(Note: On Tuesday, Swedish researchers published an article in the European Heart Journal reporting that Vasaloppet competitors are at an increased risk of heart arrhythmias. Their results were striking, and grabbed headlines from science and medicine websites to magazines like The Atlantic and Forbes. In their paper, Dr. Kasper Andersen and his colleagues reported that skiers who competed in more races were at a higher chance of an arrhythmia, with those completing five Vasaloppets having a 30% higher risk, and also that those skiing fastest were at a similarly higher risk. The most common type of arrhythmia was atrial fibrillation.
Arrhythmia has been in the ski news earlier this year, when Norwegian star Marit Bjørgen skipped the Tour de Ski after being hospitalized for one. But what do all these terms mean, and how can you tell if you are at risk? When Andersen’s study was first publicized almost two years ago, we delved into the science and medicine behind the headlines. We’ve updated the piece to include a more detailed breakdown of the risks in the final published paper, which were not available in initial press releases.)
All the way back in 1889, skiing was what originally inspired doctors to examine how sports affect the human heart.
“Skiing causes an enlargement of the heart, and this enlarged heart can perform more work than the normal heart,” wrote a Dr. Henschen. “There is therefore, a physiologic enlargement of the heart, due to athletic activity.’’
Today, skiers are still being used to investigate how endurance training can change the heart. A recent study by Swedish researchers found that elite nordic skiers frequently developed heart arrhythmias. While most people assume that endurance training has only positive effects on cardiovascular health, a growing body of work suggests that a lifetime of exercise can contribute to cardiac abnormalities.
“Basically, this study shows, that even though physical activity is generally healthy, athletes committed to endurance sports at elite level have higher risk of suffering from a heart rhythm disorder,” lead researcher Kasper Andersen of Uppsala University said in a press release. “There seems to be a relation with the duration of the sport commitment and at which level the athletes competed.”
The study surveyed skiers who completed Sweden’s Vasaloppet, one of the longest and most popular races in the world. In all, over 47,000 skiers who competed between 1989 and 1998 were included, and those who had competed five or more of the races had a 29 percent higher frequency of heart arrhythmias.
But Dr. Andresen said that the increase in arrthymias did not lead to an increase in fatalities. So what does this mean for athletes?
The Anatomy of Arrhythmia
Several kinds of irregular heartbeats are included in the loose grouping of arrhythmia. A heart can beat too quickly or too slowly, it can beat too early, or it can simply beat erratically. There are different specific causes of arrhythmia, but all of them are at the most basic level problems with either the structure of the heart or the electrical impulses which cause the heart muscle to contract.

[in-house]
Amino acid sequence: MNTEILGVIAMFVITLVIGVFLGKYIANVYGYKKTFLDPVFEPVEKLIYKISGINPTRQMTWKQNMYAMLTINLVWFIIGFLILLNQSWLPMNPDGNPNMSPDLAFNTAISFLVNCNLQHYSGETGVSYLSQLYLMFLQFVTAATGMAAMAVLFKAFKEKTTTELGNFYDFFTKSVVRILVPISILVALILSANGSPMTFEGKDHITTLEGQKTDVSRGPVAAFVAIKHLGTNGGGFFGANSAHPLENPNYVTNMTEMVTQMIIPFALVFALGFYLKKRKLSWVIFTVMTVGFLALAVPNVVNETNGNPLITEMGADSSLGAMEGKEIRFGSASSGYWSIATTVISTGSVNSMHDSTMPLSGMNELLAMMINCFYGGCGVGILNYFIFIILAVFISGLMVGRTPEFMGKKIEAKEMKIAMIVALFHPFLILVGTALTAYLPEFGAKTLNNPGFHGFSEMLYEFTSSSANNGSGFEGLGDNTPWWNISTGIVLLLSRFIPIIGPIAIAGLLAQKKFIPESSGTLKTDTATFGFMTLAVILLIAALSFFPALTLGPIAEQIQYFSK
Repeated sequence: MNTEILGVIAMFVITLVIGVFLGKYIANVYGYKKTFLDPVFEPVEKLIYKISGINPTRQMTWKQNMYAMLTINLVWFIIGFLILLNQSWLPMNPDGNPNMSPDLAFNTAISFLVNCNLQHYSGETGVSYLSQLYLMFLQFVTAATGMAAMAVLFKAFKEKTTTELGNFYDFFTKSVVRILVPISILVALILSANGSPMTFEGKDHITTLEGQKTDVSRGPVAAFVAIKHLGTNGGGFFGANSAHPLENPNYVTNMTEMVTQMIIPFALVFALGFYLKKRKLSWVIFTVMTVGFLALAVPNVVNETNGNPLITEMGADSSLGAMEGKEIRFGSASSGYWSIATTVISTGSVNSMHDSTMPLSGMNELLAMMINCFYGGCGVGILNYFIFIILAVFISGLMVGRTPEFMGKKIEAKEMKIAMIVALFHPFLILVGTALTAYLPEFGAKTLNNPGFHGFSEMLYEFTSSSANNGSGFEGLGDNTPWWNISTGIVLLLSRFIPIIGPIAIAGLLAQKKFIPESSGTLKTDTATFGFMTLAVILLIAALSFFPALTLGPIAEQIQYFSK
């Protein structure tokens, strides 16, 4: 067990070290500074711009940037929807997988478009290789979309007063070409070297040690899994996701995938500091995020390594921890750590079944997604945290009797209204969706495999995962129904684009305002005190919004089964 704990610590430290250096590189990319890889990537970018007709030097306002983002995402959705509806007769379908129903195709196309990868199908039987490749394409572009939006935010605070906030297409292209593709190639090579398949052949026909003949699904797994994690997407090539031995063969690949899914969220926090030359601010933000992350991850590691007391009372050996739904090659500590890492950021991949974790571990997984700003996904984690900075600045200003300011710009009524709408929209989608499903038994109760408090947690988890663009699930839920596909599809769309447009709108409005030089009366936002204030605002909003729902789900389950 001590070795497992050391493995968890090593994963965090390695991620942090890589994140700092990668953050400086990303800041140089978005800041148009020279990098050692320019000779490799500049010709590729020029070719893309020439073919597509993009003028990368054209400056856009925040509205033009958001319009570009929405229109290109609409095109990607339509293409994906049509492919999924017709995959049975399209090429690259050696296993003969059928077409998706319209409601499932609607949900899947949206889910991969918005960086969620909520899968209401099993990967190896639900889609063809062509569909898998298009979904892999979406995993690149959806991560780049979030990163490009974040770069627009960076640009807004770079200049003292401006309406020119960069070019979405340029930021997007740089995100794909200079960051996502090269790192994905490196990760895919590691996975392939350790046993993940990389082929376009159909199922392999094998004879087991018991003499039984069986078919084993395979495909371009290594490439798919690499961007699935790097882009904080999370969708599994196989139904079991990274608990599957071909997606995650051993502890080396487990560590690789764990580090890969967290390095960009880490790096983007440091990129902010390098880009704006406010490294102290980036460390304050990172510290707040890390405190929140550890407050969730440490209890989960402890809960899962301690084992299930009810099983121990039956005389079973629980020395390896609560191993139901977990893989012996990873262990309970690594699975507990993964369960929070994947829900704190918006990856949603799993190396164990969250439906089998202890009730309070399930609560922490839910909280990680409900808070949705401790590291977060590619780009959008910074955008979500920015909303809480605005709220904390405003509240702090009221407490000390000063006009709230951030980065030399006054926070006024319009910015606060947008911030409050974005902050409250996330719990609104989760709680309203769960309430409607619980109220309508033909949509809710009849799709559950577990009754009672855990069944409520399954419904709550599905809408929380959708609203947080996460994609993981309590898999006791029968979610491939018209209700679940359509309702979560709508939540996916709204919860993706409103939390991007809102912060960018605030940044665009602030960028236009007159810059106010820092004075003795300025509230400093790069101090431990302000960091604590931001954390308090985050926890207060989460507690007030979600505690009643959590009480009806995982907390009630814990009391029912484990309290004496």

For those who don’t remember high school biology, here’s a basic refresher on the heart. In humans, the heart has four chambers and two different pumping circuits, a low-pressure one to the lungs and a higher-pressure one to the body. Low-oxygen blood returning from the body is pumped through veins into the right atrium, into the right ventricle, and then to the lungs, where it picks up oxygen. The refreshed blood is then sent into left atrium, the left ventricle, and back into the body through the arteries.
All of this movement is caused by powerful muscle contractions, which must be perfectly timed in the different parts of the heart. The atria contract at the same time, about a tenth of a second before the ventricles, and this pattern explains the characteristic “bump-bump” heard through a stethoscope.
The electrical signals which cause the muscle contractions come from pacemaker cells, which are located in the right atrium. The electrical stimuli can pass directly from cell to cell in the heart, meaning that all of the muscles can contract in unison. Once the muscles in the atria contract, the signal passes through a node which controls the pause before the ventricles contract.
How can this process go wrong? Sometimes, instead of producing one strong electrical pulse, the heart produces many weak ones, leading to a fibrillation or a flutter. Other times, the structure of the heart itself may change, for example due to coronary heart disease or vascular disease. Another possible cause is that the electrical circuits may have changed or grown; sometimes additional cells outside the ventricles produce electrical impulses.
In the Swedish study, the most common arrhythmias found in skiers were the erratic and usual heartbeat in the right atria, called atrial fibrillation, and the slow heartbeat, called bradycardia.
What’s So Bad About Bradycardia?
The Vasaloppet paper reported that skiers completing five or more Vasaloppets had a more than twofold increase in risk of a bradycardia compared to skiers that had only done the race once. Bradycardia is defined as a hearbeat under 60 beats per minute, which doesn’t actually get at the underlying causes of the syndrome. For endurance athletes, definitions such as these aren’t particularly useful because having a heart rate under 60 beats per minute is not unusual.
“What’s too slow for you may depend on your age and physical condition,” the American Heart Association writes on its website. “Physically active adults often have a resting heart rate slower than 60 BPM but it doesn’t cause problems.”
Bradycardia is one symptom of the condition known as “athlete’s heart”, in which the resting pulse slows, the left ventricle enlarges, and the heart walls become thicker. These changes are due to regular aerobic exercise; the large muscles in the body require more oxygen to contract and as a result more blood must be pumped in each beat of the heart.
Dr. Paul Thompson of the Hartford Hospital noted in a 2002 paper that bradycardia has been shown to occur in a staggering 91% of endurance athletes. But athlete’s heart isn’t known to have any dangerous side effects, and once athletes stop training, their heart eventually returns to normal. So if bradycardia is simply caused by physiological adaptation to exercise, it probably isn’t a problem.
Another potential cause of bradycardia is what is called atrioventricular block, when the electrical signal from the atria are not fully transmitted to the ventricles. First-degree block is when the electrical impulses are simply transmitted more slowly to the ventricles, causing a delay in the pumping action. In second-degree block, not all of the signals actually reach the ventricles, and in third-degree block, none of the electrical impulses reach the ventricles. Most of the bradycardias reported in Vasaloppet participants were second- or third-degree blocks.